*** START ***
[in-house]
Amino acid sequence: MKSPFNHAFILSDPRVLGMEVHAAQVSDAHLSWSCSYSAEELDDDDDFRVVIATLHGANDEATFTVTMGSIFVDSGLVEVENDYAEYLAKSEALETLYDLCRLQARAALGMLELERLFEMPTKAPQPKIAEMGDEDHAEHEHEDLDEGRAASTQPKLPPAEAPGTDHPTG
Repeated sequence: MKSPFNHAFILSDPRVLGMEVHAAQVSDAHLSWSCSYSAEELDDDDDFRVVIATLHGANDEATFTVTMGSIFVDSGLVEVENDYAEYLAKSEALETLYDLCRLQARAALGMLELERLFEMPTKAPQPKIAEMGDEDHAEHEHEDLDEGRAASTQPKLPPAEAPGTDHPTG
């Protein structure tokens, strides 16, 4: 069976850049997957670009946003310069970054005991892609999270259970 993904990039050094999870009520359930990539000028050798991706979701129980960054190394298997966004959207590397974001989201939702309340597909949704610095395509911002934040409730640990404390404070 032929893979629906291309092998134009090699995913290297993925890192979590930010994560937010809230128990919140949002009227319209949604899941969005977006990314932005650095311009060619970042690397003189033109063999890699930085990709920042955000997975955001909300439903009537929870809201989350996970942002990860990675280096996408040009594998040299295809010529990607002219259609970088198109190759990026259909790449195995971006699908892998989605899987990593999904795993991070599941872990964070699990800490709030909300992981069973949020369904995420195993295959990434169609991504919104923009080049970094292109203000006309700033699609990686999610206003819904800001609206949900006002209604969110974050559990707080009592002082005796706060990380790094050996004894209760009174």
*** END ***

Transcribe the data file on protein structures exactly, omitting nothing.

[in-house]
Amino acid sequence: MKSPFNHAFILSDPRVLGMEVHAAQVSDAHLSWSCSYSAEELDDDDDFRVVIATLHGANDEATFTVTMGSIFVDSGLVEVENDYAEYLAKSEALETLYDLCRLQARAALGMLELERLFEMPTKAPQPKIAEMGDEDHAEHEHEDLDEGRAASTQPKLPPAEAPGTDHPTG
Repeated sequence: MKSPFNHAFILSDPRVLGMEVHAAQVSDAHLSWSCSYSAEELDDDDDFRVVIATLHGANDEATFTVTMGSIFVDSGLVEVENDYAEYLAKSEALETLYDLCRLQARAALGMLELERLFEMPTKAPQPKIAEMGDEDHAEHEHEDLDEGRAASTQPKLPPAEAPGTDHPTG
């Protein structure tokens, strides 16, 4: 069976850049997957670009946003310069970054005991892609999270259970 993904990039050094999870009520359930990539000028050798991706979701129980960054190394298997966004959207590397974001989201939702309340597909949704610095395509911002934040409730640990404390404070 032929893979629906291309092998134009090699995913290297993925890192979590930010994560937010809230128990919140949002009227319209949604899941969005977006990314932005650095311009060619970042690397003189033109063999890699930085990709920042955000997975955001909300439903009537929870809201989350996970942002990860990675280096996408040009594998040299295809010529990607002219259609970088198109190759990026259909790449195995971006699908892998989605899987990593999904795993991070599941872990964070699990800490709030909300992981069973949020369904995420195993295959990434169609991504919104923009080049970094292109203000006309700033699609990686999610206003819904800001609206949900006002209604969110974050559990707080009592002082005796706060990380790094050996004894209760009174």